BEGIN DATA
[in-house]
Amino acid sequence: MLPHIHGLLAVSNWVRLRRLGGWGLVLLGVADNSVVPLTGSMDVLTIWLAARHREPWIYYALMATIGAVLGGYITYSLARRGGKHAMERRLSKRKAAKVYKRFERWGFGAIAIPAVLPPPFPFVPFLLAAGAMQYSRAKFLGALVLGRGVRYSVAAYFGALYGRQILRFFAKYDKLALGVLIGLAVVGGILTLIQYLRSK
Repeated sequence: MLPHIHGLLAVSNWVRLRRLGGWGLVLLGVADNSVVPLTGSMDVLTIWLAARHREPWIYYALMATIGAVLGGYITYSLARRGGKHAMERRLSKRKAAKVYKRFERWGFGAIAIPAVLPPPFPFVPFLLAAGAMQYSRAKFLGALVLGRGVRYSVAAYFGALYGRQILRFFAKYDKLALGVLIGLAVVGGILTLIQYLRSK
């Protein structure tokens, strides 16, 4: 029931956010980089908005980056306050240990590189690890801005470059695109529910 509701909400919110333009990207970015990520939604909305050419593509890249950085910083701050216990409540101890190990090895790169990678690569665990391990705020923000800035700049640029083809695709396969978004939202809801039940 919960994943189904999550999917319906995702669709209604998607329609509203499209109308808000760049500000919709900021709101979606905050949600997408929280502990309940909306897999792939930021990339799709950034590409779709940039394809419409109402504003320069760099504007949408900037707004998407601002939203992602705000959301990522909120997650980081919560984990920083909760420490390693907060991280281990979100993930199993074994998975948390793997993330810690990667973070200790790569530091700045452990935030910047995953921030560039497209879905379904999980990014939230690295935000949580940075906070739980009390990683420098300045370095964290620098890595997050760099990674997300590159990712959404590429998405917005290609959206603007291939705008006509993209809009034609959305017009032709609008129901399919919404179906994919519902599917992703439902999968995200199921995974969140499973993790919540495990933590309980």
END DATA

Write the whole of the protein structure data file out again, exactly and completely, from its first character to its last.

[in-house]
Amino acid sequence: MLPHIHGLLAVSNWVRLRRLGGWGLVLLGVADNSVVPLTGSMDVLTIWLAARHREPWIYYALMATIGAVLGGYITYSLARRGGKHAMERRLSKRKAAKVYKRFERWGFGAIAIPAVLPPPFPFVPFLLAAGAMQYSRAKFLGALVLGRGVRYSVAAYFGALYGRQILRFFAKYDKLALGVLIGLAVVGGILTLIQYLRSK
Repeated sequence: MLPHIHGLLAVSNWVRLRRLGGWGLVLLGVADNSVVPLTGSMDVLTIWLAARHREPWIYYALMATIGAVLGGYITYSLARRGGKHAMERRLSKRKAAKVYKRFERWGFGAIAIPAVLPPPFPFVPFLLAAGAMQYSRAKFLGALVLGRGVRYSVAAYFGALYGRQILRFFAKYDKLALGVLIGLAVVGGILTLIQYLRSK
């Protein structure tokens, strides 16, 4: 029931956010980089908005980056306050240990590189690890801005470059695109529910 509701909400919110333009990207970015990520939604909305050419593509890249950085910083701050216990409540101890190990090895790169990678690569665990391990705020923000800035700049640029083809695709396969978004939202809801039940 919960994943189904999550999917319906995702669709209604998607329609509203499209109308808000760049500000919709900021709101979606905050949600997408929280502990309940909306897999792939930021990339799709950034590409779709940039394809419409109402504003320069760099504007949408900037707004998407601002939203992602705000959301990522909120997650980081919560984990920083909760420490390693907060991280281990979100993930199993074994998975948390793997993330810690990667973070200790790569530091700045452990935030910047995953921030560039497209879905379904999980990014939230690295935000949580940075906070739980009390990683420098300045370095964290620098890595997050760099990674997300590159990712959404590429998405917005290609959206603007291939705008006509993209809009034609959305017009032709609008129901399919919404179906994919519902599917992703439902999968995200199921995974969140499973993790919540495990933590309980």